Tim,

> Although I think I understand what's going on here,
> it leaves me wondering what would be a better way
> to do what I need to do, if there is a better way.
>
> The input file contains three tab-separated fields.
> The second field needs to be able to contain an
> arbitrary number of newlines (which will be
> realized as actual newlines, so to speak, when this
> field is later printed out).

    The basic problem here is that you have a two-level data structure that
you want to represent.  The first level is three fields separated by the
string "\t", and the second level is zero or more sub-fields separated by
'\n' in the second field.  Your decision to use '\n' as a separator led you
to a small confusion when you tried to display the second field.  As others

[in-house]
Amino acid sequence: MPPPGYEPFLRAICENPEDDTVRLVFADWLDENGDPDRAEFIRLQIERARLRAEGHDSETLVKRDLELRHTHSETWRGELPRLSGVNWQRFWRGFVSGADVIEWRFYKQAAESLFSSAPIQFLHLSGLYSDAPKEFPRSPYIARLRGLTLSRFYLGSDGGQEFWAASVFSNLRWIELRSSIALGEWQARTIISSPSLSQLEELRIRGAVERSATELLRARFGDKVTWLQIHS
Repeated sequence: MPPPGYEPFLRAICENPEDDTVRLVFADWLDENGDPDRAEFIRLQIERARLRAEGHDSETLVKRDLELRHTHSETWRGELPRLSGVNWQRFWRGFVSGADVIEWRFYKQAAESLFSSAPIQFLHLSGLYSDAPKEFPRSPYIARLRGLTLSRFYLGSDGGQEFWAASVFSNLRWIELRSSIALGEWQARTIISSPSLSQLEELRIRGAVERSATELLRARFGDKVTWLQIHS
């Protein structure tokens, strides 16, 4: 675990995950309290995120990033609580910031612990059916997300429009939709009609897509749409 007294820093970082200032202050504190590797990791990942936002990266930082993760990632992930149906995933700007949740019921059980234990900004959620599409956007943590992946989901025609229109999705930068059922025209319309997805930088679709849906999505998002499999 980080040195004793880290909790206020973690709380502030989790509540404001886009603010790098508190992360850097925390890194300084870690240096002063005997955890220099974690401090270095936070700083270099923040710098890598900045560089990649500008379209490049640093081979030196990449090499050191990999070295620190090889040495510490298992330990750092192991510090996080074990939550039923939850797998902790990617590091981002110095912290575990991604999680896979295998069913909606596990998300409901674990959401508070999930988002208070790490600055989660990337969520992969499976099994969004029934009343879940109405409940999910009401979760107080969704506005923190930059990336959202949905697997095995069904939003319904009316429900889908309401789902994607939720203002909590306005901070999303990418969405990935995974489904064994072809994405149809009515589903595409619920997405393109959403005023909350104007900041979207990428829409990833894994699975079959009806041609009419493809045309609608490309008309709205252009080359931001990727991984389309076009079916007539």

have pointed out, this can be achieved by simply replacing the two-character
string '\n' with the single character string "\n" (note the difference in
quotes).  Also note that the string '\n' is really just a sub-field
delimiter, and could actually be any string (or character) other than your
field separator ("\t") that is guaranteed not to be part of a sub-field.

    I would think that it would be useful for you to have this two-level
data structure represented in your code.  For instance:

irb(main):001:0> line = "field 1\tfield 2.1\\nfield 2.2\\nfield 2.3\tfield
3"
=> "field 1\tfield 2.1\\nfield 2.2\\nfield 2.3\tfield 3"

irb(main):002:0> fields = line.split(/\t/)
=> ["field 1", "field 2.1\\nfield 2.2\\nfield 2.3", "field 3"]

irb(main):003:0> fields[1] = fields[1].split(/\\n/)
=> ["field 2.1", "field 2.2", "field 2.3"]

irb(main):004:0> fields
=> ["field 1", ["field 2.1", "field 2.2", "field 2.3"], "field 3"]

    You now have access to the sub-fields (e.g. fields[1].length,
fields[1][0], etc.) and can easily join them back together for display:

irb(main):005:0> puts fields[1].join("\n")
field 2.1
field 2.2
field 2.3
=> nil

    Hope this helps!

    - Warren Brown